Charges:  As to Alstom S.A., violation of the FCPA’s books and records and internal controls provisions.  As to Alstom Network Schweiz AG, conspiracy to violate the FCPA’s anti-bribery provisions.  As to Alstom Power Inc., conspiracy to violate the FCPA’s anti-bribery provisions.  As to Alstom Grid Inc., conspiracy to violate the FCPA’s anti-bribery provisions.

Resolution Vehicle:  As to Alstom and Alstom Network Schweiz, plea agreements.  As to Alstom Power and Alstom Grid, DPAs.

Guidelines Range:  As to Alstom $532.8 million to $1.065 billion

Penalty:  As to Alstom, $772 million (the other entities were not required to pay separate penalties).

Disclosure:  The enforcement action presumably originated from a prior 2011 Swiss enforcement action (see here and here).

Monitor:  No

Individuals Charged:  Yes (as to the Indonesia conduct – see here).

Avon Entities (December 17th)

See here and here for prior posts

Charges:  As to Avon China, conspiracy to violate the FCPA’s books and records provisions.  As to Avon Products, conspiracy to violate the FCPA’s books and records provisions and violation of the FCPA’s internal controls provisions.

Resolution Vehicle:  As to Avon China, a plea agreement; as to Avon Products a DPA.

Guidelines Range:  As to Avon China, $73.9 million to $147.9 million; as to Avon Products, $84.6 million to $169.1 million.

Penalty:  As to Avon China, $67.6 million; as to Avon Products $67.6 million but the Avon China penalty was deducted from this amount.

Disclosure:  Voluntary Disclosure.

Monitor:  Yes

Individuals Charged:  No

Dallas Airmotive (December 10th)

See here for the prior post

Charges:  Conspiracy to violate the FCPA’s anti-bribery provisions and violation of the FCPA’s anti-bribery provisions.

Resolution Vehicle:  DPA

Guidelines Range:  $17.5 million to $35 million

Penalty:  $14 million

Disclosure:  The enforcement action appears to be casually related to a prior enforcement action against BizJet International and certain of its executives

Monitor:  No

Individuals Charged:  No

Bio-Rad (November 3rd)

See here and here for prior posts

Charges:  Not applicable

Resolution Vehicle:  NPA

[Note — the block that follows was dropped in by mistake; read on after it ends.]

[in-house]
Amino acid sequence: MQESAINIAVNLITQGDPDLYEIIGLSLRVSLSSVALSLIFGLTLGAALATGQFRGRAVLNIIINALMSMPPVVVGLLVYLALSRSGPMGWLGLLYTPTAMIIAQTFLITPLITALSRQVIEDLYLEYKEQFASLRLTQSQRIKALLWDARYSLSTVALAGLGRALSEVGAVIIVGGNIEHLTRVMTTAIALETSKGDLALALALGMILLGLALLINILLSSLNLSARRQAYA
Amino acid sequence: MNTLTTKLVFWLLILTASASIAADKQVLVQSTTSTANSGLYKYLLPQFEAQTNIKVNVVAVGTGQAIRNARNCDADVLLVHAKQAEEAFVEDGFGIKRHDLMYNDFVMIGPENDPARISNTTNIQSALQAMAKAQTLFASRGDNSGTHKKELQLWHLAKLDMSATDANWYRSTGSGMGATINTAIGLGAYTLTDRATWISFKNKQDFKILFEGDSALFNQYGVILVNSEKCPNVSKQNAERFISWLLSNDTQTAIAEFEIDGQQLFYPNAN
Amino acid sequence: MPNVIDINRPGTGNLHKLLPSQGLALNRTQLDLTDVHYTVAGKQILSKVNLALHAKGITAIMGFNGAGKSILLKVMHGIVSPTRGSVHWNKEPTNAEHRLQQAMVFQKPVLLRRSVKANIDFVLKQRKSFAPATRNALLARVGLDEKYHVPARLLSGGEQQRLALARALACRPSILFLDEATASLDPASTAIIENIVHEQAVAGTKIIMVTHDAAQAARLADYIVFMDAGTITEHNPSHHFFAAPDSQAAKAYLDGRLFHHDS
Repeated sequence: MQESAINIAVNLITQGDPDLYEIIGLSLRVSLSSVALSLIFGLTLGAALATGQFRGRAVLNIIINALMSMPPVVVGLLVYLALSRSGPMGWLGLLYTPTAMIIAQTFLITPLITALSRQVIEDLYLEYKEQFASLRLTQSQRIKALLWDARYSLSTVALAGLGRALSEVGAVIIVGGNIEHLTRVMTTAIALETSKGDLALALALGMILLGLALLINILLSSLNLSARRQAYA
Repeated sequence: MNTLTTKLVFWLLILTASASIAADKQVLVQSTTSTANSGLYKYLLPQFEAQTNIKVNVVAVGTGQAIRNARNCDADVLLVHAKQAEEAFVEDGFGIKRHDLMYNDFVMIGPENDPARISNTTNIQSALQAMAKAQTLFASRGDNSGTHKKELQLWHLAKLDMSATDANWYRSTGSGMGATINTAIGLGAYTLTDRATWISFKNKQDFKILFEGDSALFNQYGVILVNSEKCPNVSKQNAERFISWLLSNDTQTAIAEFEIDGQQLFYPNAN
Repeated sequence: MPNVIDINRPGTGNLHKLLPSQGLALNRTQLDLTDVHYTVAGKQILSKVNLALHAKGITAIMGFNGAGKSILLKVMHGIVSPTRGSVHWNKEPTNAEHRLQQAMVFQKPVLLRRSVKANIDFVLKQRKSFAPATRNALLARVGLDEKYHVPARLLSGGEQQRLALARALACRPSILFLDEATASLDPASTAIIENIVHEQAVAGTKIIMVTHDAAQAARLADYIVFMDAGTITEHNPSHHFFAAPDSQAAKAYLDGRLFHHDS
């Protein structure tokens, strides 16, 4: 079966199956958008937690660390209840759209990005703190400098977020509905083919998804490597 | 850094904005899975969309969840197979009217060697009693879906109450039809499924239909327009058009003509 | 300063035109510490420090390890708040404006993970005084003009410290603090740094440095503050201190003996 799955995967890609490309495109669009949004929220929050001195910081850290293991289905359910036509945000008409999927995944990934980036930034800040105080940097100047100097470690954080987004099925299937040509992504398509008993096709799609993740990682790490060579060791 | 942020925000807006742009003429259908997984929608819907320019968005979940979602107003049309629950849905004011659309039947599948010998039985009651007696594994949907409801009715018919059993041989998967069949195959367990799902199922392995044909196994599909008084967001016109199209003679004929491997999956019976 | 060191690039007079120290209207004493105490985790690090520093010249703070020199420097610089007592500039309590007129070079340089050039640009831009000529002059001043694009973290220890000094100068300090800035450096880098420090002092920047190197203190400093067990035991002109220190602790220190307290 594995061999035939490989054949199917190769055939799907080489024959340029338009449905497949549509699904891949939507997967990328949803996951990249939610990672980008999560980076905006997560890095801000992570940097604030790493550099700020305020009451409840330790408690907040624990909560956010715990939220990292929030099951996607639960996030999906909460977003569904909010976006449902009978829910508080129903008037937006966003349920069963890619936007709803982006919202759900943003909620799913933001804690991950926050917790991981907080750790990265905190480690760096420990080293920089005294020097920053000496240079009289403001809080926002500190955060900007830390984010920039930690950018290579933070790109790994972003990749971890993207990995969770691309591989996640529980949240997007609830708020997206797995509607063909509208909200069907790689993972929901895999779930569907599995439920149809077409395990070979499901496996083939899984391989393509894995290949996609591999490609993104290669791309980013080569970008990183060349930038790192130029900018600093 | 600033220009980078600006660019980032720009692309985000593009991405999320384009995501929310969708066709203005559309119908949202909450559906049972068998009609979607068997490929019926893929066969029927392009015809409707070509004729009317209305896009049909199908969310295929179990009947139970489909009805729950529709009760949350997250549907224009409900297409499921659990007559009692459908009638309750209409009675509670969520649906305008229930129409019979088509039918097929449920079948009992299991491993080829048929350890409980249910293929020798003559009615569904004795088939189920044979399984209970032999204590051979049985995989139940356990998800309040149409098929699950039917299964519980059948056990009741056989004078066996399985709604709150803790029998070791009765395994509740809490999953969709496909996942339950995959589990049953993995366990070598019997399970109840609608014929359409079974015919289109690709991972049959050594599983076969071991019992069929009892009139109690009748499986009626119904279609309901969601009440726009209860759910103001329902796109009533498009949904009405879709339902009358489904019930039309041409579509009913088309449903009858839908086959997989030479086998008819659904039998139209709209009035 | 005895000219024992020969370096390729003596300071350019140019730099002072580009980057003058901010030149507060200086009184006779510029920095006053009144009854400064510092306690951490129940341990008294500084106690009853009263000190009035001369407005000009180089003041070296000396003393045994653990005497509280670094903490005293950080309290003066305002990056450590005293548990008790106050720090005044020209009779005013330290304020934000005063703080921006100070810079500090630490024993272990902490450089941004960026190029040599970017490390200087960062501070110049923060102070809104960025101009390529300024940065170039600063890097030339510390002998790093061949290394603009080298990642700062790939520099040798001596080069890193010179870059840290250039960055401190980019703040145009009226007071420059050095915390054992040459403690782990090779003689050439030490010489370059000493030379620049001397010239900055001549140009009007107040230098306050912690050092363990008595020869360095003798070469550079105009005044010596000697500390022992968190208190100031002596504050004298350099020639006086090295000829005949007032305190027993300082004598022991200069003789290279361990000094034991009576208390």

Guidelines Range:  Not set forth in the NPA

Penalty:  $14.4 million

Disclosure:  Voluntary Disclosure

Monitor:  No

Individuals Charged:  No

HP Related Entities (April 9th)

See here for the prior post

Charges:  As to HP Russia - (i) conspiracy to violate the FCPA’s anti-bribery provisions and books and records and internal controls provisions; (ii) one count of violating the FCPA’s anti-bribery provisions; (iii) one count of violating the FCPA’s internal controls provisions; and (iv) one count of violating the FCPA’s books and records provisions; As to HP Poland – violation of the FCPA’s books and records and internal controls provisions; As to HP Mexico – not applicable.

Resolution Vehicle:  As to HP Russia, a plea agreement; as to HP Poland a DPA; as to HP Mexico an NPA.

Guidelines Range:  As to HP Russia $87 million to $174 million; as to HP Poland $19.3 million to $38.6 million; as to HP Mexico not specified in the NPA.

Penalty:  As to HP Russia $58.8 million; as to HP Poland $15.5 million; as to HP Mexico $2.5 million.

Disclosure:  The enforcement action appears to have been the result of a previous German and Russian law enforcement investigation (see here for the prior post).

Monitor:  No

Individuals Charged:  No

Marubeni (March 19th)

See here for the prior post

Charges:  Conspiracy to violate the FCPA’s anti-bribery provisions and 7 substantive FCPA anti-bribery violations

Resolution Vehicle:  Criminal information resolved via a plea agreement

Guidelines Range:  $63.7 million to $127.4 million

Penalty:  $88 million

Disclosure:  Related to the April 2013 FCPA enforcement action against various current and former employees of Alstom

Monitor:  No

Individuals Charged:  No

Alcoa (January 9th)

See here for the prior post

Charges:  One count of violating the FCPA’s anti-bribery provisions.